The AAL Melbourne recently loaded two cranes and their components weighing just over 1,800 mt in total in Taicang, for onward transport to Jebel Ali. The 42m high main modules towered over the 31,000 dwt mega-size vessel and, lit up in the evening, took-on an imposing resemblance to two Martian tripods from H.G. Wells ‘War of the Worlds’.
Manufactured in China by global supplier of heavy lifting and handling equipment, Nantong Rainbow Heavy Machineries Co. ltd., the two ‘jib cranes’ were loaded by the mega-size A-Class HL MPV, the AAL Melbourne in Taicang. They were then discharged in Jebel Ali, for deployment at the DP World’s Shipyard in Dubai – the largest facility of its kind in the Middle East, which handles an approximate 350 vessels a year, mostly ultra and very large crude carriers.
Jack Zhou, General Manager of AAL China – the office responsible for booking the cargo – said, ‘The crane components comprised just under 20 big units, the largest of which weighed over 550mt and measuring 115m long. Some we loaded from the wharf and others from a floating barge. They were stowed both in under-deck holds and on the weather deck. Added to this, we received unexpected last minute instructions and changes from the charterer, but were able to safely complete loading to an extremely tight and unmovable loading deadline.’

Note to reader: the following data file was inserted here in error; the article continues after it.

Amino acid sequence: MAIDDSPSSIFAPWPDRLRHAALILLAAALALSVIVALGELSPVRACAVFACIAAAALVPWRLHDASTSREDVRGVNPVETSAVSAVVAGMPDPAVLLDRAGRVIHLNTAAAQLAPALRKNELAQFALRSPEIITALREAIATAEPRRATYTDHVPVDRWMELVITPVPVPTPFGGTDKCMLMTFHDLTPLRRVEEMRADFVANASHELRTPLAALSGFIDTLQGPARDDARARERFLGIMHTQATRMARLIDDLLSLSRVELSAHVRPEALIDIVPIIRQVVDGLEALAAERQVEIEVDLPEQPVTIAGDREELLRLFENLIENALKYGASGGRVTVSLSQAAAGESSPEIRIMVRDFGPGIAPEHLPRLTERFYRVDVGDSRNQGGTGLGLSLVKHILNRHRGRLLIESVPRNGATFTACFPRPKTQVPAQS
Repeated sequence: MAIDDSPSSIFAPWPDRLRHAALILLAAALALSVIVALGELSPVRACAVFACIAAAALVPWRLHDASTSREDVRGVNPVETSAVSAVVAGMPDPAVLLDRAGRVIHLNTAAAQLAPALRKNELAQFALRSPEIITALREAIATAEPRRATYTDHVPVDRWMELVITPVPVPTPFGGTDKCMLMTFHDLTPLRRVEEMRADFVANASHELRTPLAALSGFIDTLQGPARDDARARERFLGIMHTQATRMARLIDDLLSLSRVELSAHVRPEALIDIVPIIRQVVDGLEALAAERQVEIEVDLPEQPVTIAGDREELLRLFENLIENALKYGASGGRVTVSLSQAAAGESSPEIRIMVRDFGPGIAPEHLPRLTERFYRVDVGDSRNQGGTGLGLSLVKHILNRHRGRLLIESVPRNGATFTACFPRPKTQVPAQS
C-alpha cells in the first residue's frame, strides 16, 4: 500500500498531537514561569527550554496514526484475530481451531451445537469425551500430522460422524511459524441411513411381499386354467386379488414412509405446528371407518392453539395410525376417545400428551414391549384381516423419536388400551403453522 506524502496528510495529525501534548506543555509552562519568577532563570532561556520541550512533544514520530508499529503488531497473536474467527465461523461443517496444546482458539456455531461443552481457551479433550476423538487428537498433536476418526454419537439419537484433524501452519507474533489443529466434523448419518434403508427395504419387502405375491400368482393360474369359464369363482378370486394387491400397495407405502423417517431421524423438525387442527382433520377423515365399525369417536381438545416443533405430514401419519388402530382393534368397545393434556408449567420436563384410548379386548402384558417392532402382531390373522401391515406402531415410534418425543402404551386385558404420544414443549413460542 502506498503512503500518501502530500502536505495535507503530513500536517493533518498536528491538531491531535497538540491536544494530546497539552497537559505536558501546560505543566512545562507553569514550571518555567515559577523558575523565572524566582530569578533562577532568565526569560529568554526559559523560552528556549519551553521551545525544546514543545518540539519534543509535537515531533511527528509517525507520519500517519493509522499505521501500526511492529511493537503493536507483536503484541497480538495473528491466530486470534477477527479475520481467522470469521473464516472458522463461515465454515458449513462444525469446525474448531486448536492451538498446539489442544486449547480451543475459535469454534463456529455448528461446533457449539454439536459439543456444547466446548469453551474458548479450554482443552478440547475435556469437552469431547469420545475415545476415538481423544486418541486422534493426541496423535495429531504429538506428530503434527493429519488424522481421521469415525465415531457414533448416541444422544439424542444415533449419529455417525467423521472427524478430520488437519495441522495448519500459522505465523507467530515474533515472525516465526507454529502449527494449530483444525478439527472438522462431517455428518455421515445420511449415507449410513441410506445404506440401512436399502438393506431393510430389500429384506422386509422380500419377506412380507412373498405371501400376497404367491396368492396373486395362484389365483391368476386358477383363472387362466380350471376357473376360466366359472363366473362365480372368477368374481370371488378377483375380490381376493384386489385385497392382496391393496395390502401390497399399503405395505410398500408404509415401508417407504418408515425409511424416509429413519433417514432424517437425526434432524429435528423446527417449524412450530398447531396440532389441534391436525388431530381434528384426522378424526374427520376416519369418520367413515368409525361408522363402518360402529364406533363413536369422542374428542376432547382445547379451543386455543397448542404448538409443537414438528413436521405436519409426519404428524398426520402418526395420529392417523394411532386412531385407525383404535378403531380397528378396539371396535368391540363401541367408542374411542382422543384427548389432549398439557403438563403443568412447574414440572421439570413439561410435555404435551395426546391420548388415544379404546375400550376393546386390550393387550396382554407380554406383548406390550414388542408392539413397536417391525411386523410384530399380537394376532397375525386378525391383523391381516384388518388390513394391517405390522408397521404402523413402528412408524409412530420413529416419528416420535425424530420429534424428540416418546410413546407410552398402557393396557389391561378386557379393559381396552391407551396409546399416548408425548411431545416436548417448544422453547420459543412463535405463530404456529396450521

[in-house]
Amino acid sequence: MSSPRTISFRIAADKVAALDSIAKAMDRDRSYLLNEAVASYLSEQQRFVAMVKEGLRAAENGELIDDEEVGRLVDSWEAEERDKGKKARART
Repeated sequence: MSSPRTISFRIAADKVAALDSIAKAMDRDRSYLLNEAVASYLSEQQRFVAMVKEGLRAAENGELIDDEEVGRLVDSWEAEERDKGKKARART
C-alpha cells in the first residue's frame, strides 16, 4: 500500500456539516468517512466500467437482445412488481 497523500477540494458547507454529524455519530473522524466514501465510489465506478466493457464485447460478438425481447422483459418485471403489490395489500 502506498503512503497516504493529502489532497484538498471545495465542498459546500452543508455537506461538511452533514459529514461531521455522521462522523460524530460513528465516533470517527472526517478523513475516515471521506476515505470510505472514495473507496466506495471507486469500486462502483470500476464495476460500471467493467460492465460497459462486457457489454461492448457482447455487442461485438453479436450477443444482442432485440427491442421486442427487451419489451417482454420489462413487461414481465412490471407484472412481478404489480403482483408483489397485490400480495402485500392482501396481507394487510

Nicola Pacifico, Head of AAL Transport Engineering – the function responsible for planning the loading, stowage and discharge operations – explained, ‘Even with a vessel providing 40,000cbm stowage capacity, space was extremely tight on this project. The two main structures had to be secured on specially laid rails. One of these came to within 20 cm of our own ship’s crane. This is very close, as decks are rarely even and such tolerances are unusual. If at any point we thought they might touch we would have had to discharge the structure, move the rails and reload again.’
He added, ‘This is the type of situation where engineering precision and accuracy resonate most. Had we not planned so carefully for the potential risks involved and matched these perfectly against the capabilities of the vessel and skill of the crew, the safety and timing of the entire operation could have been compromised and when you’re dealing with extremely large, heavy and highly valuable project cargo, there is no room for error.’